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Malaria prophylaxis and self-therapy in airline crews


Steffen, Robert; Holdener, Fridolin; Wyss, Rosmarie; Nurminen, Liisa (1990). Malaria prophylaxis and self-therapy in airline crews. Aviation, Space, and Environmental Medicine, 61(10):942-945.

Abstract

The risk of malaria infection in airline crews is estimated to be 0.5 per 1,000 persons per night in areas with high levels of malaria transmission. Routine chemoprophylaxis for years is not recommended because of possible side effects. Airline crews should therefore use appropriate measures to prevent mosquito bites. In addition, they may need to carry "standby" medication with them to be used for presumptive treatment of a febrile illness if medical attention is not readily available.

Abstract

The risk of malaria infection in airline crews is estimated to be 0.5 per 1,000 persons per night in areas with high levels of malaria transmission. Routine chemoprophylaxis for years is not recommended because of possible side effects. Airline crews should therefore use appropriate measures to prevent mosquito bites. In addition, they may need to carry "standby" medication with them to be used for presumptive treatment of a febrile illness if medical attention is not readily available.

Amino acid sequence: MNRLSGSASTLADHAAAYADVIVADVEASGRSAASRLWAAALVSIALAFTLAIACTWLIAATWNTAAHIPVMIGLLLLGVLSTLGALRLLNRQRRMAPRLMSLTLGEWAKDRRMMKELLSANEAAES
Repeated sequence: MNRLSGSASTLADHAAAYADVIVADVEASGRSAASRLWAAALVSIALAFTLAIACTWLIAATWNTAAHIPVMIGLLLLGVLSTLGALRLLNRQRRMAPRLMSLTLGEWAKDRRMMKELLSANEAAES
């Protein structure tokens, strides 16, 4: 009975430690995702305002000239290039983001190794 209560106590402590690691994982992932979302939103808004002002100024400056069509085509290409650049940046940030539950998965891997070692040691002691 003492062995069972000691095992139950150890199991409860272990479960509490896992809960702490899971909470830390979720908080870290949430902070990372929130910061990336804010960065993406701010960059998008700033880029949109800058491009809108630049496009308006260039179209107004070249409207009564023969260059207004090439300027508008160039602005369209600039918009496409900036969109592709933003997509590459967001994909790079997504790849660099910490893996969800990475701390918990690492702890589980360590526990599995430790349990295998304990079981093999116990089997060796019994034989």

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8 citations in Web of Science®
11 citations in Scopus®
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Additional indexing

Item Type:Journal Article, refereed, original work
Communities & Collections:04 Faculty of Medicine > Epidemiology, Biostatistics and Prevention Institute (EBPI)
Dewey Decimal Classification:610 Medicine & health
Language:English
Date:October 1990
Deposited On:14 Jun 2016 13:14
Last Modified:15 Jun 2016 08:31
Publisher:Aerospace Medical Association
ISSN:0095-6562
PubMed ID:1978665

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